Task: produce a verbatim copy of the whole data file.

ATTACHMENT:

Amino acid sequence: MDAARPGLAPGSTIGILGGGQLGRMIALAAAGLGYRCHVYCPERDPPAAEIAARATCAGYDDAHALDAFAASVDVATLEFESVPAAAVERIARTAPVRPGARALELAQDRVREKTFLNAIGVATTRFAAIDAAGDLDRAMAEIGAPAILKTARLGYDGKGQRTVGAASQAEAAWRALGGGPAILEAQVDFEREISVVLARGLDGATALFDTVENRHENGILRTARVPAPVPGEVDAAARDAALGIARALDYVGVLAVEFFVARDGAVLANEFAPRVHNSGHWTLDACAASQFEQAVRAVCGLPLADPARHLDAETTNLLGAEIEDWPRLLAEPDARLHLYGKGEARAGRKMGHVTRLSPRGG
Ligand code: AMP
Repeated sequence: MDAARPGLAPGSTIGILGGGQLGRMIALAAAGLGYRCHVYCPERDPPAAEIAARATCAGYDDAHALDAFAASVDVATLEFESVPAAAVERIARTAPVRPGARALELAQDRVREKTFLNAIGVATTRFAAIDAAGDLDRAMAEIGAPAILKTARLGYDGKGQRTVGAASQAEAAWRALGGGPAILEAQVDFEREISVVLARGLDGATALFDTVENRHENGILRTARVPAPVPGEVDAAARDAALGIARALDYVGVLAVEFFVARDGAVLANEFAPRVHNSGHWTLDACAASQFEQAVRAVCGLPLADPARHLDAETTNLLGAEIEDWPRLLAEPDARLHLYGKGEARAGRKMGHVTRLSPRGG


Amino acid sequence: MDAARPGLAPGSTIGILGGGQLGRMIALAAAGLGYRCHVYCPERDPPAAEIAARATCAGYDDAHALDAFAASVDVATLEFESVPAAAVERIARTAPVRPGARALELAQDRVREKTFLNAIGVATTRFAAIDAAGDLDRAMAEIGAPAILKTARLGYDGKGQRTVGAASQAEAAWRALGGGPAILEAQVDFEREISVVLARGLDGATALFDTVENRHENGILRTARVPAPVPGEVDAAARDAALGIARALDYVGVLAVEFFVARDGAVLANEFAPRVHNSGHWTLDACAASQFEQAVRAVCGLPLADPARHLDAETTNLLGAEIEDWPRLLAEPDARLHLYGKGEARAGRKMGHVTRLSPRGG
Ligand code: AMP
Repeated sequence: MDAARPGLAPGSTIGILGGGQLGRMIALAAAGLGYRCHVYCPERDPPAAEIAARATCAGYDDAHALDAFAASVDVATLEFESVPAAAVERIARTAPVRPGARALELAQDRVREKTFLNAIGVATTRFAAIDAAGDLDRAMAEIGAPAILKTARLGYDGKGQRTVGAASQAEAAWRALGGGPAILEAQVDFEREISVVLARGLDGATALFDTVENRHENGILRTARVPAPVPGEVDAAARDAALGIARALDYVGVLAVEFFVARDGAVLANEFAPRVHNSGHWTLDACAASQFEQAVRAVCGLPLADPARHLDAETTNLLGAEIEDWPRLLAEPDARLHLYGKGEARAGRKMGHVTRLSPRGG